Right in Earth’s neighborhood, space is positively bubbling with high-energy antimatter particles--a lot more than can be explained. These excess positrons--mirror opposites of negatively charged electrons--just might be signals of dark matter.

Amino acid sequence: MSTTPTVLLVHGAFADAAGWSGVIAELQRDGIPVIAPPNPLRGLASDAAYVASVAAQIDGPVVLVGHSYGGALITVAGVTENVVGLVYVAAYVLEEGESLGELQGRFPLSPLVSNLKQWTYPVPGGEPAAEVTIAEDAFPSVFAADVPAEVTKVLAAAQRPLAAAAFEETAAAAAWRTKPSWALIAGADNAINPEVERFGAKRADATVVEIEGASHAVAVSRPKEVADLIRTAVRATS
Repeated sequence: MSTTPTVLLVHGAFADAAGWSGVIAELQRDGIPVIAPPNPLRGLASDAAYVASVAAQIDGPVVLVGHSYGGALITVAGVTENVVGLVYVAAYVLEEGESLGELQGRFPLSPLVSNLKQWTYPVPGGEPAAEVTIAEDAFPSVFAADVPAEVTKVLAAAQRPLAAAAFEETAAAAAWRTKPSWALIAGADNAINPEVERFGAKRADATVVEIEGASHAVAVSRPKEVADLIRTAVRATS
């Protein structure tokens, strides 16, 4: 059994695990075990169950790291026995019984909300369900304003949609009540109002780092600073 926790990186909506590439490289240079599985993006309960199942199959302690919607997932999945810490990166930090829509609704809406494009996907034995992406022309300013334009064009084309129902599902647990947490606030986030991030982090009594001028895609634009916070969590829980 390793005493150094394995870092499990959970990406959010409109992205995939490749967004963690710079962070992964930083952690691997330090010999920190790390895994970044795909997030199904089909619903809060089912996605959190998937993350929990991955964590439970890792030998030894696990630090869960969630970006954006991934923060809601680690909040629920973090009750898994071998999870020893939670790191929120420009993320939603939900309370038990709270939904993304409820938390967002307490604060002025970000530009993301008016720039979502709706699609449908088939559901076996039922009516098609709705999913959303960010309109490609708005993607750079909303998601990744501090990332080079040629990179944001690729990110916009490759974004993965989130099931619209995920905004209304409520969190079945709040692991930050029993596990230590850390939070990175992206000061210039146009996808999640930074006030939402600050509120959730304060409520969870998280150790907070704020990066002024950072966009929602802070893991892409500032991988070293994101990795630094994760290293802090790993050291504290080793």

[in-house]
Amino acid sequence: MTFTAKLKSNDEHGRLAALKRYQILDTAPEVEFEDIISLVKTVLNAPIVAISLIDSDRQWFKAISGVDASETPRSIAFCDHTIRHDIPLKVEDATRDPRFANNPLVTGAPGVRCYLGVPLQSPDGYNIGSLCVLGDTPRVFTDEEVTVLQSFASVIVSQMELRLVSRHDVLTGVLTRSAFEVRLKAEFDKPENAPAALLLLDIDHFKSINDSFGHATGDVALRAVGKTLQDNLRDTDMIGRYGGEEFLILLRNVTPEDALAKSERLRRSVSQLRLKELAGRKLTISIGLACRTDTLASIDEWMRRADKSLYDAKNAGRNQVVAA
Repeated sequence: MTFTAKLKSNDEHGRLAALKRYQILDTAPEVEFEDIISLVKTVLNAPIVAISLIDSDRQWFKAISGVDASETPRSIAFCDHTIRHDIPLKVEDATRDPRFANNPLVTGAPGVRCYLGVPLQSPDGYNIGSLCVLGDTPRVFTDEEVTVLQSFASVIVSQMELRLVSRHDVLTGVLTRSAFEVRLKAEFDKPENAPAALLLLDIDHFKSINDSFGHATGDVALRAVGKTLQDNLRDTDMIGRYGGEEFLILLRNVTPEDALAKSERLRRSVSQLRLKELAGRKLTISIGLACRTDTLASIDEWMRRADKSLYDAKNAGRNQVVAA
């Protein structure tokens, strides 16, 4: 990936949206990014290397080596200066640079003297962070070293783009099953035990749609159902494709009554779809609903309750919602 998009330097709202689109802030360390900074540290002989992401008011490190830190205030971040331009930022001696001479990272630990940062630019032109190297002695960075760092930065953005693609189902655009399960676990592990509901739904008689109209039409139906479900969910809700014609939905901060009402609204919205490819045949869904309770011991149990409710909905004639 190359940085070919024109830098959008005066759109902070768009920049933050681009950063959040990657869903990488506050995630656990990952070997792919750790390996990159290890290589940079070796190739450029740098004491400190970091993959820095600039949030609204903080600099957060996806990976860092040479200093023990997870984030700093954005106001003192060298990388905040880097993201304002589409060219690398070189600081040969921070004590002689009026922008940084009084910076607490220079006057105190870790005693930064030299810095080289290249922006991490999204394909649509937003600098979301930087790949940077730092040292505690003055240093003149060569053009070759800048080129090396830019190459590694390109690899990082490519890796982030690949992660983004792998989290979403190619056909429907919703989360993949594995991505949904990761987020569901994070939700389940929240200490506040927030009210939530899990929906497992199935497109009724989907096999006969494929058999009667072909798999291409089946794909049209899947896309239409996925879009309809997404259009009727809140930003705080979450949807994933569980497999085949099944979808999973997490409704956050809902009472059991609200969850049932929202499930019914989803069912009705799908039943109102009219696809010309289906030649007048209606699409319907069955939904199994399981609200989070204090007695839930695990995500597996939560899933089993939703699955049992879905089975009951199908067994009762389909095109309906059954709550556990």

They might not be, though, and right now scientists are not sure. But the news of excess positrons is still good news from the Alpha Magnetic Spectrometer, one of the largest and most expensive physics experiments in history. From its post on the International Space Station, flying some 220 miles above Earth, the AMS could be on the verge of helping cosmologists explain what dark matter is made of.Right now, the best news that the $2(ish) billion AMS works, and that it’s settled the question of whether there really is an excess of these positrons. Its first results were announced in a seminar at CERN, near Geneva. Samuel Ting, its 77-year-old investigator and the main reason AMS exists, is publishing the data explaining these “new physical phenomena” in Physical Review Letters.